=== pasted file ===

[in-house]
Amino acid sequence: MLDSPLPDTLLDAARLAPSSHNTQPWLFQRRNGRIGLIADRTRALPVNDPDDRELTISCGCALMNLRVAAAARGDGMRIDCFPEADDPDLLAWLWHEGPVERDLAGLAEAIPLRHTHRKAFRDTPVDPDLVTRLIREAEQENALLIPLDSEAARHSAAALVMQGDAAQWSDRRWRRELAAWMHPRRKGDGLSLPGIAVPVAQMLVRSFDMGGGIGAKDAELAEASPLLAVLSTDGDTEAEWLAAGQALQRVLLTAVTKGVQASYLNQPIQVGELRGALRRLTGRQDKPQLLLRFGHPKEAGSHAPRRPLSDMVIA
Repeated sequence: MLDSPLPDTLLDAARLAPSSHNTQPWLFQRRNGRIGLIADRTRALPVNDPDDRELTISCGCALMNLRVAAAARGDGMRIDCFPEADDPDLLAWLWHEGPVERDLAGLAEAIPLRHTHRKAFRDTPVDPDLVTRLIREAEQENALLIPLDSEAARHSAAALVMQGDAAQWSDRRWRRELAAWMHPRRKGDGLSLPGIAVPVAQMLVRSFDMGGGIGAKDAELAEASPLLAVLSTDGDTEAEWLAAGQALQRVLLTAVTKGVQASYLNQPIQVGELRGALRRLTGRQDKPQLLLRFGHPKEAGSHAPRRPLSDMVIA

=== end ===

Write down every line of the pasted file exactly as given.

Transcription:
[in-house]
Amino acid sequence: MLDSPLPDTLLDAARLAPSSHNTQPWLFQRRNGRIGLIADRTRALPVNDPDDRELTISCGCALMNLRVAAAARGDGMRIDCFPEADDPDLLAWLWHEGPVERDLAGLAEAIPLRHTHRKAFRDTPVDPDLVTRLIREAEQENALLIPLDSEAARHSAAALVMQGDAAQWSDRRWRRELAAWMHPRRKGDGLSLPGIAVPVAQMLVRSFDMGGGIGAKDAELAEASPLLAVLSTDGDTEAEWLAAGQALQRVLLTAVTKGVQASYLNQPIQVGELRGALRRLTGRQDKPQLLLRFGHPKEAGSHAPRRPLSDMVIA
Repeated sequence: MLDSPLPDTLLDAARLAPSSHNTQPWLFQRRNGRIGLIADRTRALPVNDPDDRELTISCGCALMNLRVAAAARGDGMRIDCFPEADDPDLLAWLWHEGPVERDLAGLAEAIPLRHTHRKAFRDTPVDPDLVTRLIREAEQENALLIPLDSEAARHSAAALVMQGDAAQWSDRRWRRELAAWMHPRRKGDGLSLPGIAVPVAQMLVRSFDMGGGIGAKDAELAEASPLLAVLSTDGDTEAEWLAAGQALQRVLLTAVTKGVQASYLNQPIQVGELRGALRRLTGRQDKPQLLLRFGHPKEAGSHAPRRPLSDMVIA